Last Friday I finally got the chance to go and see the Faberge exhibition at Wartski on Grafton Street, featuring over a hundred and forty five pieces of work produced by the famous Russian workshop. All these pieces belong to a private collection, which has been put together over the last 40 years.
To be able to view these pieces up close and marvel at the exquisite craftsmanship was a real privilege. I am always awestruck at the skill of the goldsmiths work from well over a hundred years ago and the fact that this was all done by hand.
From a gemmologists point of view it was like being a child in a sweet shop! The array of gems and hardstones used was impressive…. In the case of all the carved animals (and there were many!), stones were selected for their resemblance of colour/pattern to the animals they were fashioned into.
Below is a small selection of some of my favourite pieces as featured in the catalogue from the exhibition, so enjoy…
A gold mounted gem-set fob watch
Composed as a brooch decorated with a vivd green sunburst guilloche enamel, overlaid with diamond set trellis work and a border in the rococo style set with diamonds and rubies. The suspended watch is similarly decorated.
A carved hardstone and gem-set gum-pot
A tapering cylinder of pale green bowenite decorated with greek style gold laurel swags and key terminals. Each intersection has been set with cabochon rubies and diamonds on the mounts at the base. The lid features a cabochon moonstone framed by rose-cut diamonds.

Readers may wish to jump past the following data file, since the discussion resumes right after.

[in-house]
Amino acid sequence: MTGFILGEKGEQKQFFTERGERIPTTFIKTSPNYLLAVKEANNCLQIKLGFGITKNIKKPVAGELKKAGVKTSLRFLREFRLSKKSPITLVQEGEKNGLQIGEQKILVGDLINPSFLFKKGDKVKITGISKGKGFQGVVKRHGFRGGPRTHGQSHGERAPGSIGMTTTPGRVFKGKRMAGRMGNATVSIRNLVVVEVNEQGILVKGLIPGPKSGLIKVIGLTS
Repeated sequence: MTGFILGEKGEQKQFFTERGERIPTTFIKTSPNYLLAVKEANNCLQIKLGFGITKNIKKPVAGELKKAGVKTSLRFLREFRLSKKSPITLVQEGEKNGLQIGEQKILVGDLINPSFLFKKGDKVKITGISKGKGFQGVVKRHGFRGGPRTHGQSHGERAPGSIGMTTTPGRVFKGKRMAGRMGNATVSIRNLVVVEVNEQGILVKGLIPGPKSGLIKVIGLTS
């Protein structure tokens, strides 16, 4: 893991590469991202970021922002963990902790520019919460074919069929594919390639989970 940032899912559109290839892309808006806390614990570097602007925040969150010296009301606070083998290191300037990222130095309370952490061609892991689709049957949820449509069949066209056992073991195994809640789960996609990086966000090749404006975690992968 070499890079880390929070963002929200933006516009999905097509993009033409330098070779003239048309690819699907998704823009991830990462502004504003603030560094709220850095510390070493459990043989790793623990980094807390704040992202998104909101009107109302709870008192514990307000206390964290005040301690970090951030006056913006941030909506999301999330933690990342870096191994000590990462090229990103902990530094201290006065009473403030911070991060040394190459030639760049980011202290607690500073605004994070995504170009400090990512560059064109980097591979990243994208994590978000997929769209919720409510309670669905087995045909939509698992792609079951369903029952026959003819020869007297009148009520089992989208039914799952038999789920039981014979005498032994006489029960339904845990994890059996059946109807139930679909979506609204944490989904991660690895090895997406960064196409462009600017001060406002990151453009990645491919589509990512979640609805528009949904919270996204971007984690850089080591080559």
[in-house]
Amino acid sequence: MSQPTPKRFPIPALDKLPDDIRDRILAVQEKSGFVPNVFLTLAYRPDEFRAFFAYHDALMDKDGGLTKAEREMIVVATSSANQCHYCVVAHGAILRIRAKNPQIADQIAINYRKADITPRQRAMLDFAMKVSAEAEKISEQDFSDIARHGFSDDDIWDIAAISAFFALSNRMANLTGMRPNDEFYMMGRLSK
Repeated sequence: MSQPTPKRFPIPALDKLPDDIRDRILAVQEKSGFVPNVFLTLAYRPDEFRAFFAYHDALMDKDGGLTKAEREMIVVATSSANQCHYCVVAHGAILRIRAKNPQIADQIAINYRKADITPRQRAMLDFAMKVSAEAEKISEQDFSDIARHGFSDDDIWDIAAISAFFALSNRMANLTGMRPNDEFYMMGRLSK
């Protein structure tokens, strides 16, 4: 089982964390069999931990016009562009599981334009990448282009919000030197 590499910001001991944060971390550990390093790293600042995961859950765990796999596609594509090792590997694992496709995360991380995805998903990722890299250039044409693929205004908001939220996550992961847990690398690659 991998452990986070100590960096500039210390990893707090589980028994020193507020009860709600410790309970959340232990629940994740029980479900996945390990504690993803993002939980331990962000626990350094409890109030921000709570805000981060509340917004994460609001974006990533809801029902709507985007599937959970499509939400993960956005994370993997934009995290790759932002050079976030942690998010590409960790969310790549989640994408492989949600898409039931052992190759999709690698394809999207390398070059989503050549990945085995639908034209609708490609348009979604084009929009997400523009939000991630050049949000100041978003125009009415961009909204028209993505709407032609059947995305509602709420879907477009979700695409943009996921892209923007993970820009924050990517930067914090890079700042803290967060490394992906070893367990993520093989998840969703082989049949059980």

A hardstone study of a mouse c.1900
Carved from blue chalcedony, the fur has been naturalistically represented. The tail and ears are pave set with diamonds and the eyes are set with gold mounted rose cut diamonds.
A gem-set brooch mounted in platinum c.1900
An octagonal form composed of a meticulously pierced panel set with calibre-cut diamonds, rubies, blue and pink sapphires, topazes, demantoids, garnets and emeralds. The design is reminiscent of a cross-stitch pattern and was one of my favourite pieces in the exhibition.
A hardstone study of a cicada c.1900
Carved from Nephrite Jade, every detail of the insect is minutely depicted and the carving is so fine that the wings are transparent.
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